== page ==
So what is Shuto Con? It is an annual anime, cosplay and gaming convention that adopted the tagline “It’s All About U!” for attendees. With things kicking off Friday morning and running until the end of the afternoon on Sunday (3/23/18-3/25/18), there was a lot to see and do. But my primary takeaway? I had a really good time and can easily see myself attending again going forward.
Why is that important, you might ask? Well, this is my first time attending Shuto Con, and I really had no idea how much I would actually enjoy it. I did not enter blind by any means – my oldest daughter (who turns 22 soon) first attended several years ago, and has been going to Shuto Con on and off ever since, including the last couple of years. She would come home, tell me about the things she had seen and done, and assured the rest of us we would enjoy it. So, as a first time attendee, I will be writing about my overall impressions here, with more articles to come about specific panels and other aspects of the conference that we spent larger chunks of our time with.
Everyone’s impressions of an event like this are going to vary for a variety of reasons. We are a site that focuses heavily on reviews, and those are based on opinions – opinions that not everyone on the team always shares. Sometimes I really like a game someone else could not stand, and there have certainly been games that I scored lower than team members would have. Robert also attended Shuto Con, and I expect he will have some different opinions (he and I attended some of the same events, but we did a lot of separate ones as well).
So walking in the door and getting registered was pretty easy. It helped that Heather (who was handling most of our photography) and I had my oldest (Raegan) in attendance again this year to show us the ropes. We got in early, before there was a lot of scheduled activity. We were familiar with the venue, which certainly helped as well. We attended the shop area first and foremost and while some of the booths were empty that morning, they were all well filled-in by our arrival on Saturday. We um… may or may not (we certainly did, in fact) spend quite a few dollars on various items over the span of the weekend. There was quite the collection of shops, from scented candles, to lots of different artists (and again, these are subjective, but I found a few I really liked, several that didn’t pique my interest, but the variety was solid) and a ton of licensed merchandise. Probably the only bad or surprising thing about the storefronts was that they closed a bit earlier than we expected on Friday (they closed at 7), so we had to come back the next day to pick a few things up that had caught our eye earlier in the event.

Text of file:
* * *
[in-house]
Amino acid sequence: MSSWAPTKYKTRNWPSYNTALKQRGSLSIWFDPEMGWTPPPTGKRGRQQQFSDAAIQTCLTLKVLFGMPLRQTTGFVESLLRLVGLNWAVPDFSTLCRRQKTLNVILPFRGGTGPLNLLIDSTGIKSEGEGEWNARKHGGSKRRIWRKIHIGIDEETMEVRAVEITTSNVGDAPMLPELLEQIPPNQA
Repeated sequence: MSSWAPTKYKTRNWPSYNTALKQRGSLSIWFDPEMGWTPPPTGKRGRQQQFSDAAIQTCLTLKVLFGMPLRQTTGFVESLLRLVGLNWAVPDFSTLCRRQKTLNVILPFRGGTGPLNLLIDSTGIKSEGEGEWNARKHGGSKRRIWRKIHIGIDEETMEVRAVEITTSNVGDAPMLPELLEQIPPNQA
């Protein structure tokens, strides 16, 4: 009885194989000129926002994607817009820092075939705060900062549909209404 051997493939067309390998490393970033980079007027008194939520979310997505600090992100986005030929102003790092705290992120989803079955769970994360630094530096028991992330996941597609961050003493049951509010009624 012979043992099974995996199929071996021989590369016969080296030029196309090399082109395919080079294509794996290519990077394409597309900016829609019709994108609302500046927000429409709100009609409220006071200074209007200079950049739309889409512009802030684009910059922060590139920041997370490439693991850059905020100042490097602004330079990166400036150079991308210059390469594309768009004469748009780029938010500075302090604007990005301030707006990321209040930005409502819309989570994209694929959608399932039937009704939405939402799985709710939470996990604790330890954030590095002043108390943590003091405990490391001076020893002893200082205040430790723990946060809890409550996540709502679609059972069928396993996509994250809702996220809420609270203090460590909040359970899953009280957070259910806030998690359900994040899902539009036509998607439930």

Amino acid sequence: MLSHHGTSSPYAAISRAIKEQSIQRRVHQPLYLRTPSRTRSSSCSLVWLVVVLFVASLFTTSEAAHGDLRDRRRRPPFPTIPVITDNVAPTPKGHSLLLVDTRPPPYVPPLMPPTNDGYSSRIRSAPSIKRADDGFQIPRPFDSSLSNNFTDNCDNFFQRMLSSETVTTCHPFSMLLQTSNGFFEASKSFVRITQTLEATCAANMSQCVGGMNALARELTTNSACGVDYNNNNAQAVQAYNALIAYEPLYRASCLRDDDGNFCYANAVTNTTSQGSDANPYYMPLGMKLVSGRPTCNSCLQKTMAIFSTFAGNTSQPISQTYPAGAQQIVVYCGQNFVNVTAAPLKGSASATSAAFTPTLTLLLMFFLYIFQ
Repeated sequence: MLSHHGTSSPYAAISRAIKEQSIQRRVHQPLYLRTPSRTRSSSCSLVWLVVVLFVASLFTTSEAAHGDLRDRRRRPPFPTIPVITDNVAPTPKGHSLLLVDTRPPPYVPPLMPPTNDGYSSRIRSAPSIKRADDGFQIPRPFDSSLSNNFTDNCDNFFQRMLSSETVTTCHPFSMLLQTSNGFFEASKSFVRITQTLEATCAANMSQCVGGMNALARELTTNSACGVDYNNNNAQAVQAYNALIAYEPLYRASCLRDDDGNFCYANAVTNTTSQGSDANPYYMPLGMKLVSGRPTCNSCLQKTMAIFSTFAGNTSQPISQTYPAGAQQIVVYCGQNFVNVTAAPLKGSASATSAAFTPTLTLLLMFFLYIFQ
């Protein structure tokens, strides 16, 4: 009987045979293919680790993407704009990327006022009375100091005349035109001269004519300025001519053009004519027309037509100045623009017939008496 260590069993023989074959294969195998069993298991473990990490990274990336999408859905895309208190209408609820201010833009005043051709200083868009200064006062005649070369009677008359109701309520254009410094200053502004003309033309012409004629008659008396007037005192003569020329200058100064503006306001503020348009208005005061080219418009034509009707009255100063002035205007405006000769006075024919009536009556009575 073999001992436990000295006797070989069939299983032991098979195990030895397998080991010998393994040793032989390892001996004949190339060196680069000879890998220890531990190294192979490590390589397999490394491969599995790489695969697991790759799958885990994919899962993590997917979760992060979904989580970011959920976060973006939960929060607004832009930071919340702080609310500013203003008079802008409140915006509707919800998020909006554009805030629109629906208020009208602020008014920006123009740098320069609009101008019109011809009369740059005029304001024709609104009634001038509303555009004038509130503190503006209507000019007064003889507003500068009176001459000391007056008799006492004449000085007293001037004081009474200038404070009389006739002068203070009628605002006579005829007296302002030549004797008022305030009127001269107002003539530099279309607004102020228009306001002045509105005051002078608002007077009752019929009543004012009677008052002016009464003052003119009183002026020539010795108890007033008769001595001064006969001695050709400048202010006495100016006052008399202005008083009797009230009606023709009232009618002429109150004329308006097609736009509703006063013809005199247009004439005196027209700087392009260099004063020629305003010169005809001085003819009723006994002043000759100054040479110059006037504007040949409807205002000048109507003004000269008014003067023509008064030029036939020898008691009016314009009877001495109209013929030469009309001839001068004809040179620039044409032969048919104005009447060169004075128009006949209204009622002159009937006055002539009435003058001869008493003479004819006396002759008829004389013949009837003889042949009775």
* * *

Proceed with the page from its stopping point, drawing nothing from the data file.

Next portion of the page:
Next up (since we still had a bit of time to kill before the opening ceremonies) was a room that I had a tendency to gravitate towards any time there was a lull in events I wanted to see: the video game room. Frankly, a room like this is a perfect fit for a convention like this. Over the years Shuto Con has placed more of an emphasis on gaming, but it makes perfect sense. Chalgyr’s Game Room was entirely focused on gaming early on (for years we ran with the tagline: Where it’s all about the games). However, the line has steadily blurred over the years. I have always had an interest in titles with an anime aesthetic. I started Chalgyr’s Game Room back in late 2009, and some of my earliest reviews were Final Fantasy games. The eleventh game that I reviewed was the very anime-styled Record of Agarest War. It did not even use English voice talent – it was all subtitled, but I thoroughly enjoyed it. However, over the years CGR has added tabletop and board game reviews, and in 2015 we began to cover animes as well (starting with Robert’s review of The Princess and the Pilot). We have had the privilege to work with some really great publishes, like NIS America (such as with Toradora!) to Rooster Teeth (RWBY comes to mind) and more.